Two lovers fall in victim of this “barya” labeling. Both became victims of intense and terrible family confrontation. Both the lovers were my classmates in my junior class. they continued their close relationship till they finish high school (in fact the boy went to natioanl service – aka slavery) way before he finished our junior class. In 2005, they decided to enforce their 10 years relationship through marriage. They decided and shared with family. The mother of the lady refused by referring the family “ምስ’ዞም ባርያ።” Both families went into open and intense fighting. Defamation, labeling, cursing, what can I say. But this didn’t stop the lovers from getting married. But the lady was deeply hearted as her family were those who were refusing strongly. She got internal complication, depression, etc. During their honeymoon, she got pregnant. She was not happy at all. her husband was in the military and his help was almost zero. sadly the woman died while she was giving a birth in the hospital. Their beautiful child is now I think almost 10 years old. But the family relation got from worse to worse and I don’t think they will reconciale unless some wise people let them understand such thing is absolutely wrong.

            I am bringing this just to highlight some of our exisiting social problems in relation to the connotaion “barya”. I didn’t forget also the case for Tigrait speaking people who are now referred as “Tigre meaning Slave though with a different narration.

            tes

            PS: As per #2, you better know Yemane Barya than me. I am speaking from what I heard, read and watched about Yemane barya.

          • Amanuel Hidrat

            Hi Saleh (SGJ),

            You are right “Gila” and “Agelgali” are different words of different for different applications. And you are right Gila = slave and Agelgali = servant. You are also right our artist Yemane should be called by his real.

            regards

          • Saleh Johar

            Hi Tes,

            Really? Why do you think they call Yemane that? Because he was handsome? It was because of his dark complexion. But if you think otherwise, who am I to object 🙂

            1. Your number one and three are the correct descriptions.
            2. # 2 is out of place, I think. Yemane was an artist and what he did was practice his talents, he was not serving the people though on the way, he inspired many. Even if that was the case, we can’t go on calling people who served the people “Baria”.

            Do I make sense?

            Saleh

          • Ismail AA

            Ahlen Saleh,
            I heard from several people, including from my dear wife, that Yemane G. used to help individuals in dire need during his stay in Khartoum. His house was always crowded with lodgers who did not have anywhere to go after their arrival. Moreover, I am told that he helped for free people who were in need for travel documents. Yemane was not only an artist for singing and lyrics writing but was also good in designing documents. I think tes was referring to those qualities, if I am mistaken, I stand for correction.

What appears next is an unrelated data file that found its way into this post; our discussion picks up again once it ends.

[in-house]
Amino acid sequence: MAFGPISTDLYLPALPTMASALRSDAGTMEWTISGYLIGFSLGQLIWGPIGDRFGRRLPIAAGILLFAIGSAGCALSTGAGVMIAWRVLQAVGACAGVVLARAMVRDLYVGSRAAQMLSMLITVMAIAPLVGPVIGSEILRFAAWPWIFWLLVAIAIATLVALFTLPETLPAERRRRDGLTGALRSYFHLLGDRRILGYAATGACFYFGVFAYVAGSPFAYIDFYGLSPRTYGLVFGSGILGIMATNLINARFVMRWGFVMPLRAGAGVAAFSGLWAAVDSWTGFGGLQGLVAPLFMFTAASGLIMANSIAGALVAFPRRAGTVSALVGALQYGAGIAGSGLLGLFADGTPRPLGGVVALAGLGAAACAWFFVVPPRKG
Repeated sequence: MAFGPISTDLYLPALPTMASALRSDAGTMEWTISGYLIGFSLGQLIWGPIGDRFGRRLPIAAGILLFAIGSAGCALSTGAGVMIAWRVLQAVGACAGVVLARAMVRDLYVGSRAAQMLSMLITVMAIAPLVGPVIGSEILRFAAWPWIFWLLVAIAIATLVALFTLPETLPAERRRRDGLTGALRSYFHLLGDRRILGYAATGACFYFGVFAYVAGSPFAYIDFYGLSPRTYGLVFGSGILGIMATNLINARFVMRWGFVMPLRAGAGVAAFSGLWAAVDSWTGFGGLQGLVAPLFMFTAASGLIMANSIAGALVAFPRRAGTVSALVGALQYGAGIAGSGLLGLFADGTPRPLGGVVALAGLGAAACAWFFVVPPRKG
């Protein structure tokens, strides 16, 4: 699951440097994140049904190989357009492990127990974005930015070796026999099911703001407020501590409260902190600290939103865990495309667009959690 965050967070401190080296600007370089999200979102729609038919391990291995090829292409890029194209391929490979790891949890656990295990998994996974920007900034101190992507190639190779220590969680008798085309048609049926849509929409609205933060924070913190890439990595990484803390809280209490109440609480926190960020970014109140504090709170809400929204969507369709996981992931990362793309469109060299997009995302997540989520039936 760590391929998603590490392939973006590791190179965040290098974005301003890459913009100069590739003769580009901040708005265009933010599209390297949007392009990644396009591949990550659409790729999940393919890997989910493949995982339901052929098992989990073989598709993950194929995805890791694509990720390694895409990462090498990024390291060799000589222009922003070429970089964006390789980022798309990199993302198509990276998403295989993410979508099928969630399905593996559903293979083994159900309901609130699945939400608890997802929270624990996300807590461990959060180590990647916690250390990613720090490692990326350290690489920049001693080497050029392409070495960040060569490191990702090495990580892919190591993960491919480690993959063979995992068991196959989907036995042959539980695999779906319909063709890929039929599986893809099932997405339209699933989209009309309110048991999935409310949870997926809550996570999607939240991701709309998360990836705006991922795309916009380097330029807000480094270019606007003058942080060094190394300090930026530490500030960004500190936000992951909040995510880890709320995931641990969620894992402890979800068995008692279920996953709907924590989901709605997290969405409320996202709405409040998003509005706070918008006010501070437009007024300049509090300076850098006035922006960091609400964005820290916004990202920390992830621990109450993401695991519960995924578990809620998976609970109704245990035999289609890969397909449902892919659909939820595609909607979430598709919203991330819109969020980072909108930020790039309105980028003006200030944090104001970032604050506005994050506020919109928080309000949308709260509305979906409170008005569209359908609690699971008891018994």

Regards

  • GG MM

    Selam Tzigereda,

    Oh my goodness, I thought I was reading my own story. I grew up in gejeret around San Franchesco
    church and was a little kid in 1975. I went to school at Lasale and Amanuel school……aba gaber!! Took a refugee at San Franchesco for some time before the entire family went to my dad’s village. The rest is history.

    Some of my teachers were Fratello Amine, Fratello Gedel and Fratello Keflesus etc. And my principal at Amannuel school was Memher Debesai!

    Thank you for the excellent piece.

  • iSem

    Hi Tzigereda:
    what can one say to this piece, except masterpiece, worth waiting for after the secret of the night?
    Well two friends, sometimes they call each other cousins, they go by the anglicized name Sal and Sem know when they see a talent, and expressed their fondness and one of them made a comment once to you that you need to show up often as you have a sobering and calming effect in one and it
    Well Done

  • sara

    Dear Tzegereda
    this looks a chapter from your “memoir” book you intend to publish in future, good try and we will wait for the book release in Asmara hopefully by 2020.
    I have a question though,
    – do you know by any chance why that place is called gejeret, and which gejeret do you hail from?
    – I read one of the commentator saying haileslassie and Dergi are better for eritrea than PFDJ etc
    do you agree with him?

    • GG MM

      Selam sara,
      Don’t know but I know it used to be called ‘adi mender’ before called gejeret.

      • sara

        Dear GG MM
        some where here i read the name Gejeret is because earlier people from Gujarat India settled there,
        no wonder many young people i knew from Gejeret used to love Indian music movies. in-fact i was
        to upload a link to one Indian song that i once heard it sang by a student during one school event in camboni.
        btw, Gujrat in India is the birth place of Mahtam Gandi, I think our sis tzegereda should search here
        lineage before she finishes here book , who knows that could bring a good story and an activist with
        link to Gandigi.

  • Solomon

    Selamat tSigereda,

    My earliest memories are, circa 1975, the several weeks anual vacation visits to Gejeret all the way from Barka. Though I can hear the same tense whispers you speak of, my only concern back then was to purchase TaErifa’s worth of marbles/Balina from that Dukan on the “high escarpments” next to enda Gabir, most likely where Adey MiHret and your Adey prayed for their children.